William 'Bill' Curry
Army & Air Force Veteran
William Curry was born in Buffalo, NY, on April 1, 1923, and raised in Binghampton, NY. He always joked he was an April fools baby. He was the oldest of six kids raised by Elijah, who died at 105 years old (salesman), and Mabel Curry (maid), who passed away at that age. William was extremely proud of his mother and would often share that she taught him the importance of showing respect and kindness to everyone, often stating, “it doesn’t matter if they are the maid, janitor or the president, you should give the same respect to everyone regardless of their profession.”
He joined the Army at 18 at the start of WWII. He was excited to receive three meals a day and a bed to sleep on; the $30 a month salary was a bonus. He was placed in infantry which surprised him because he had never shot a rifle before joining the military, never the less he got a bulls-eye on his first try. After training, he went to North Africa for special training and received a bayonet. From there, he was sent to Northern Italy, where he was injured during the invasion. At this time, the military was segregated, and he was the only African American in his unit assigned because of his skill.
When the war ended, William decided to leave the Army and work at the New York City Post Office. After working there for a couple of years, he decided to rejoin the military due to a new branch opening, the Air Force. This appealed to Bill because it was supposed to be better for Blacks and didn’t have the history of segregation that the Army had. He enlisted in the Air Force and served in both the Korean and Vietnam wars as a civil engineer as part of the RED HORSE team (Rapid Engineer Deployable Heavy Operational Repair Squadron Engineer) where he was a part of the 38th parallel in Korea. Bill was responsible for building military shelters and bases. During the Vietnam war, he received a special assignment in Crete with the 6931 Security group as a civil engineer.
After serving for 26 years, Bill retired from the military as an E-7 in 1974. He met his wife, Barbara Curry at McCallan Air Force Base in Sacramento, California. They later married in Reno, Nevada, and had one daughter Bayo Curry (Winchell). Throughout his military career, Bill Curry made it his mission to advocate and help others in any way that he could, taking special interest in equality for Blacks serving in the military.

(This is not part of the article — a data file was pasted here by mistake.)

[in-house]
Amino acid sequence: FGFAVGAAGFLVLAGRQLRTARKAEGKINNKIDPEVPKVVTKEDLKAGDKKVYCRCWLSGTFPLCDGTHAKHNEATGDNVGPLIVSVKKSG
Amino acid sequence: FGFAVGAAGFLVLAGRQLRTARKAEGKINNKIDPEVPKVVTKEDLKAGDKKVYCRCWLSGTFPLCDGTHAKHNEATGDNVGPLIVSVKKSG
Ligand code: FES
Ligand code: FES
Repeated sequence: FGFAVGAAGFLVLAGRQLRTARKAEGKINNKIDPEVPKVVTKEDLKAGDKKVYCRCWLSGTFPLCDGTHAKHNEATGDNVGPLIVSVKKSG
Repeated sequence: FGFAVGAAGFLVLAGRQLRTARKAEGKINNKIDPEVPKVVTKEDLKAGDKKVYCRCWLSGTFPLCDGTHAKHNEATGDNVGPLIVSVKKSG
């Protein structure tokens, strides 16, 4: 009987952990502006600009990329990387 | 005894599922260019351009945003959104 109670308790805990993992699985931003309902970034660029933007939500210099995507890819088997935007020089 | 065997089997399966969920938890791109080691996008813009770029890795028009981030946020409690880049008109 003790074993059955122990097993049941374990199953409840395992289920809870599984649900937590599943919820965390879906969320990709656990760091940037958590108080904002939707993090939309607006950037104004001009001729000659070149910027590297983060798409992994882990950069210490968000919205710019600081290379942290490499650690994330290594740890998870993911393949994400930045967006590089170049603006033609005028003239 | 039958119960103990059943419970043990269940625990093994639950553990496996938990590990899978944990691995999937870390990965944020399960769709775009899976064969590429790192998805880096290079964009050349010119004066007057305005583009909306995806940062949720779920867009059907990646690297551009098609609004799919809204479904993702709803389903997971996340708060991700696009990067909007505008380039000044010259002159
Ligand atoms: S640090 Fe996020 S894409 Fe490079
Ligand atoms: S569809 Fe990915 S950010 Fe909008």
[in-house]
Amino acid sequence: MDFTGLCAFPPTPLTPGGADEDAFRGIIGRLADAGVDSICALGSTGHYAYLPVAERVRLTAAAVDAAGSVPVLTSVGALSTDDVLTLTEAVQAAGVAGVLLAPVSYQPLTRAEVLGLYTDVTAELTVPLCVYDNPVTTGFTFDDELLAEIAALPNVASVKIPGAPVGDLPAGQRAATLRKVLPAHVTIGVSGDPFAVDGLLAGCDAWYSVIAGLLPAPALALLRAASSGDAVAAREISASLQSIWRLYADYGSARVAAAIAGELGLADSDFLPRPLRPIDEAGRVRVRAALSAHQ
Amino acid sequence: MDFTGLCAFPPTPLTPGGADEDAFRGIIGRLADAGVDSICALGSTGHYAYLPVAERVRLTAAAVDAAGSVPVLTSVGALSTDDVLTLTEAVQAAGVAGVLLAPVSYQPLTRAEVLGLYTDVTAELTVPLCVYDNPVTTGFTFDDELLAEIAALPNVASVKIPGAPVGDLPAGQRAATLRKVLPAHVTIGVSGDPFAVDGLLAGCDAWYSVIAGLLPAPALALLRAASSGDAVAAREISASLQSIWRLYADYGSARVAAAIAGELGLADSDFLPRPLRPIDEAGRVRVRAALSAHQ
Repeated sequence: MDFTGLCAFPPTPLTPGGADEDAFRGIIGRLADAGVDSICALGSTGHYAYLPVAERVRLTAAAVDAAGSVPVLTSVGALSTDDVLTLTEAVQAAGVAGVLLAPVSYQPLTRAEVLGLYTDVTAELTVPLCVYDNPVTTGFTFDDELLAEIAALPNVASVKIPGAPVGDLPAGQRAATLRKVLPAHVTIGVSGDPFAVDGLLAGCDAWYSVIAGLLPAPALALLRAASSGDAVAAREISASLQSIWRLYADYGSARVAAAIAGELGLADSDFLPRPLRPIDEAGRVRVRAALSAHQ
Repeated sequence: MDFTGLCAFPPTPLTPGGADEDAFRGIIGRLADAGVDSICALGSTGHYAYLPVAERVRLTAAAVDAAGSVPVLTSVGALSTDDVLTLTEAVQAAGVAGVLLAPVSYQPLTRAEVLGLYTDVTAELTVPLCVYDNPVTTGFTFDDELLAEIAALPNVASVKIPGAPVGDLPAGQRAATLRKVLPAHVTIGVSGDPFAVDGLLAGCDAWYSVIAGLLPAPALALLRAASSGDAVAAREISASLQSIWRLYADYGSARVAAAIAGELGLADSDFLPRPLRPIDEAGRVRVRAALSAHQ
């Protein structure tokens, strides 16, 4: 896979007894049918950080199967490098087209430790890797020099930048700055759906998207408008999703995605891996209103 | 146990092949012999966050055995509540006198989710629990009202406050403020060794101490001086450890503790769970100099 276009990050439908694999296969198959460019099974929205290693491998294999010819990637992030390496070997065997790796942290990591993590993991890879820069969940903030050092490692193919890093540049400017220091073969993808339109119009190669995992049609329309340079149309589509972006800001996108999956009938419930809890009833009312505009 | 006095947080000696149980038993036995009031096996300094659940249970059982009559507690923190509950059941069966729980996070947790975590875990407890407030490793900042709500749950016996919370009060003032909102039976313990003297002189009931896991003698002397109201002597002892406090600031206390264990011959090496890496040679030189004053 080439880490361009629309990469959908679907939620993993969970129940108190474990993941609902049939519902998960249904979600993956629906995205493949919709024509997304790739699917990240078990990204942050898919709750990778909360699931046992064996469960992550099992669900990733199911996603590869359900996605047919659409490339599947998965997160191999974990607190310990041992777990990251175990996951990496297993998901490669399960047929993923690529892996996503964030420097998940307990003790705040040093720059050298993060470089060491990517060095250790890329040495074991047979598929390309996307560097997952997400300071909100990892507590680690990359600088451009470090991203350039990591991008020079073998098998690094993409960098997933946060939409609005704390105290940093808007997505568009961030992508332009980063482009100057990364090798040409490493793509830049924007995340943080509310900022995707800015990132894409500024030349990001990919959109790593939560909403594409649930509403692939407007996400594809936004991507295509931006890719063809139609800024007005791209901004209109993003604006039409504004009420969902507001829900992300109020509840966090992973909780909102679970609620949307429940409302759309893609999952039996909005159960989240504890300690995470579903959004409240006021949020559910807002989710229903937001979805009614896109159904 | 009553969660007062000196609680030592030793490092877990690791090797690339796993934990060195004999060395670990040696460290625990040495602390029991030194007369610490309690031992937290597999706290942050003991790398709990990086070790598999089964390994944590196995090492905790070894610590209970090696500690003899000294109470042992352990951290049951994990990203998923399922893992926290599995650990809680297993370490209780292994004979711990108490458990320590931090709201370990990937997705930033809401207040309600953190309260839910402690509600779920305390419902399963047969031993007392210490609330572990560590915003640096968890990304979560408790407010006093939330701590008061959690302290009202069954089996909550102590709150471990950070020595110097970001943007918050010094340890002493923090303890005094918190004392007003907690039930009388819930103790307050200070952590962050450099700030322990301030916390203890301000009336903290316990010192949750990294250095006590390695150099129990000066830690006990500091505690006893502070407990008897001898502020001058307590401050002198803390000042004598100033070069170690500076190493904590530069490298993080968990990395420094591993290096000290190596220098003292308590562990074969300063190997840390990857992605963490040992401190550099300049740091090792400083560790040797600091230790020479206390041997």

After retiring from the military, Bill Curry enrolled in classes at the University Of Nevada Reno and graduated with a bachelor’s degree in education. He worked for WARC as an adult special education teacher. Bill would share, “the best part of working with these kids was helping them and in doing that, I was also helping myself.” He retired from WARC after 27 years at age 82 and was a member of SGI Buddhist in Reno, NV. After retiring, Bill stayed very active, continuing to work out at his favorite gym, 24 Hour Fitness, where he established great relationships with several members of the community. He often supplemented his gym workout with daily home exercises that involved weight lifting and cycling.
As a young child, Bill fell in love with reading and made sure every day he read his newspaper and a book of choice. During retirement, he never stopped participating in this activity that brought him so much joy. Throughout his life, he brought joy to so many people locally and nationally, participating in outreach efforts that highlighted the inequities and disparities for people of color and helping with veteran-focused outreach as an official ambassador for the Paramount Veterans Network. Most recently, he participated in Paramount VetNet’s ‘Coffee With Vets’ with actor Stephen Hill, star of Magnum PI, earlier this year. It was important to him to find different ways to help people in any way that he could and never forgot to remind people that “you’ve got to keep moving.”
Bill Curry is survived by Ida Curry (sister in law), nephews Ken Alexander and Ron Harnden, James Alexander (husband) Jacque (wife) Alex Wise-Bey and Toya (wife) and son Alex Wise-Bey and Thomas Wise-Bey and Rhonda (wife) and nieces Shaynessye Curry, Bernay Wise-Bey and Esther Alexander and great nephew Wesley and Mindy Alexander and their three children and niece Jasmine Alexander and her two children. His wife Barbara Curry and daughter Dr. Bayo Curry-Winchell and James Winchell (husband) and their two children Jordan and Jaylin Winchell.
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